Chancellor Philip Hammond is to say he will manage the public finances in a different way to his predecessor, George Osborne.
Speaking at the Conservative Party conference, Mr Hammond will promise “a new plan for the new circumstances Britain faces” after the Brexit vote.
He will say his “pragmatic” approach allows greater scope for investment to boost the economy.
This will include extra borrowing of £2bn to speed up housing construction.
Leaving the European Union dominated day one of the conference, with Theresa May pledging to trigger Brexit by the end of March.
The economy takes centre stage on Monday with Mr Hammond, who was appointed by Mrs May to replace Mr Osborne when she became prime minister, delivering his speech to delegates in Birmingham.
He will say Mr Osborne’s deficit reduction policies “were the right ones for that time”, adding: “But when times change, we must change with them.”
The government has already confirmed – in the weeks after the Brexit vote – that it has abandoned its target to restore government finances to a surplus by 2020.
Mr Hammond will say the government will still “restore fiscal discipline” but in a “pragmatic way that reflects the new circumstances we face”, promising further details in November’s Autumn Statement.
Alongside Communities Secretary Sajid Javid, Mr Hammond will set out new measures aimed at getting 40,000 new homes built by 2020.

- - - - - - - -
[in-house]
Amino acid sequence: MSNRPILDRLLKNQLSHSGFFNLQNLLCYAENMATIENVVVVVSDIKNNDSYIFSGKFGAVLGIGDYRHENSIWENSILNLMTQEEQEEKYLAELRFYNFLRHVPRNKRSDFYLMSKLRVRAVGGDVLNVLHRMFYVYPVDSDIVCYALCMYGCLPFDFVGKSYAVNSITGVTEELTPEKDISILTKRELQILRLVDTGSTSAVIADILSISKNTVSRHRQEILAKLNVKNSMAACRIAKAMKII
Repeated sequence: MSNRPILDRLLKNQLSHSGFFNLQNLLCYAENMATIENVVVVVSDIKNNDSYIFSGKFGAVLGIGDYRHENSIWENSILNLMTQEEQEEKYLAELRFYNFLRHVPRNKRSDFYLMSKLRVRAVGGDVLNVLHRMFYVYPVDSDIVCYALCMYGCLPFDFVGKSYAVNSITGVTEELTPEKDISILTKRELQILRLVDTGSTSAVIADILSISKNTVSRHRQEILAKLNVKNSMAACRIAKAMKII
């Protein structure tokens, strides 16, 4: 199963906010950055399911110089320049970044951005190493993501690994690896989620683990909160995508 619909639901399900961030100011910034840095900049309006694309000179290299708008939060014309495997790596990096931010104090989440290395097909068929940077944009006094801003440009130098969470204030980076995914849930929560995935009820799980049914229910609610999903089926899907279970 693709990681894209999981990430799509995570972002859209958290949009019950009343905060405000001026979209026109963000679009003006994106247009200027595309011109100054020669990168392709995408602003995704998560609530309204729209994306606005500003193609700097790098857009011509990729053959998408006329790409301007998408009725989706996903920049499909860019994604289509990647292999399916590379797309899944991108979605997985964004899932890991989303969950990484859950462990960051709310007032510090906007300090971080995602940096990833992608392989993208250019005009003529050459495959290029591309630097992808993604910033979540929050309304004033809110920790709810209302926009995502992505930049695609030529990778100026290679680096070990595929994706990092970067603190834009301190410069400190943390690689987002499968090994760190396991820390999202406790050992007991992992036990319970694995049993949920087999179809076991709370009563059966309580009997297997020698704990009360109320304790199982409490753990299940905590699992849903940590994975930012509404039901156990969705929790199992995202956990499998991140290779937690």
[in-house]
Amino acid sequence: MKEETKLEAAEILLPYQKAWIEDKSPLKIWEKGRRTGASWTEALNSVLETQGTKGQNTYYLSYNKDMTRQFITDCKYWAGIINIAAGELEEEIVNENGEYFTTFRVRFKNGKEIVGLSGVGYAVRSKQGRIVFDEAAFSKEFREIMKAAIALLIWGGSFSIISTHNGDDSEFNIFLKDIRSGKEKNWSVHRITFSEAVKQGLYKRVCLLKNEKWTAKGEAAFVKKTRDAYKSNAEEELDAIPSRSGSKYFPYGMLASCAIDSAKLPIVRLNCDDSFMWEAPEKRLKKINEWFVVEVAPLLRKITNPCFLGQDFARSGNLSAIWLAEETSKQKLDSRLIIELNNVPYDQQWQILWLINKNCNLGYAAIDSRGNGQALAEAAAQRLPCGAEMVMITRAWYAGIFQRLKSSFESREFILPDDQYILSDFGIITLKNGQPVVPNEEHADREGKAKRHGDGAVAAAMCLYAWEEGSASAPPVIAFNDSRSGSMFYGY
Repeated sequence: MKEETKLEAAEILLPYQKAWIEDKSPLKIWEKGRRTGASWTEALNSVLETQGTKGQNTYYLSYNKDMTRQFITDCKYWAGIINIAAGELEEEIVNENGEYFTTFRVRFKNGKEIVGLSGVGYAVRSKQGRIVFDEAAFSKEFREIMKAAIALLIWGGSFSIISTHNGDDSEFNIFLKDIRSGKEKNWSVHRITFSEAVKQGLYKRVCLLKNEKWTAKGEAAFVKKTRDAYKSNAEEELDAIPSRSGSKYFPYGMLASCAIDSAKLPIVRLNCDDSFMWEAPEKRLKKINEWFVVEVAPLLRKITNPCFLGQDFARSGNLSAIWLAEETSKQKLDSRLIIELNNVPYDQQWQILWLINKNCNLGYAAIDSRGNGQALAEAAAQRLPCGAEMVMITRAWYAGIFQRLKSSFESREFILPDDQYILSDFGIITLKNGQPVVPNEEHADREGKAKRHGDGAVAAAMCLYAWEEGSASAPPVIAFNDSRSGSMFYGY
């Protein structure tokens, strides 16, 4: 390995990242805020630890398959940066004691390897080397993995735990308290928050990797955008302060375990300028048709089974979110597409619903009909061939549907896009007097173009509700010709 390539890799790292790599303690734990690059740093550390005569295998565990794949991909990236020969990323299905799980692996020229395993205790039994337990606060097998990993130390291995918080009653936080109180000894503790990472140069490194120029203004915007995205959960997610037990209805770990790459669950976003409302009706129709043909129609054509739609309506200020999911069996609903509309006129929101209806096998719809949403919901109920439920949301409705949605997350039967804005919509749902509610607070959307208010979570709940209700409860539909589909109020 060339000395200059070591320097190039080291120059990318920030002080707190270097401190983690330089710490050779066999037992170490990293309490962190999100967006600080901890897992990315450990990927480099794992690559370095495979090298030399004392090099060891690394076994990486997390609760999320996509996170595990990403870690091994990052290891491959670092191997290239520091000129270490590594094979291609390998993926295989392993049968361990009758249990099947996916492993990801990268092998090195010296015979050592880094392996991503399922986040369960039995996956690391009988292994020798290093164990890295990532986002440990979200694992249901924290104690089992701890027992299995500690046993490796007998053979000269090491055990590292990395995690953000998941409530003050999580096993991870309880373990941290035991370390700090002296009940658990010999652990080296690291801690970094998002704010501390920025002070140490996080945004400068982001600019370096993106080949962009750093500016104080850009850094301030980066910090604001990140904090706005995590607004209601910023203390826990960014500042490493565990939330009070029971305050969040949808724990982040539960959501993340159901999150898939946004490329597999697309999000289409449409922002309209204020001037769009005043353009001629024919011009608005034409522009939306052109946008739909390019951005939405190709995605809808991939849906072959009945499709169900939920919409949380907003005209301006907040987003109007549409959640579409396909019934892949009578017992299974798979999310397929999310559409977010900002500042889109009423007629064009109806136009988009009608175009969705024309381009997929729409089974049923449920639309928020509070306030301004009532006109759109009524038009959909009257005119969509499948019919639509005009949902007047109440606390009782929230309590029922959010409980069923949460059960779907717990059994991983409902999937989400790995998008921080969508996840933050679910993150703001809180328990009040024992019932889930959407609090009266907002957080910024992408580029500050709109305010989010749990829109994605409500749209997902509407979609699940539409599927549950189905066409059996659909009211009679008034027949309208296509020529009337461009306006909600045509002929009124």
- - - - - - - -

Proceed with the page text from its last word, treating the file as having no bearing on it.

The government will borrow £2bn too support the “Accelerated Construction” scheme, which aims to get houses built on publicly-owned “brownfield” land available for swift development.
Mr Hammond and Mr Javid say the cash will encourage new developers to build up to 15,000 homes in this Parliament.
There will also be a £3bn Home Building Fund to provide loans to stimulate projects, which the government said would build more than 25,000 homes by 2020, with a long-term goal to build more than 200,000.
Mr Hammond’s speech comes after Mrs May addressed the Tory conference on Sunday for the first time as prime minister, with the first day of the gathering focusing on the 23 June vote to leave the EU.
She confirmed she would formally trigger Brexit using Article 50 of the Lisbon Treaty by the end of March 2017, paving the way for the UK to be outside the EU by the summer of 2019.
She also announced a “Great Repeal Bill” would be included in the next Queen’s Speech to remove the the European Communities Act 1972 from the statute book and that the UK would become an “independent, sovereign” country.
She said the UK would also leave the jurisdiction of the European Court of Justice and promised to secure “a deal that works for Britain”.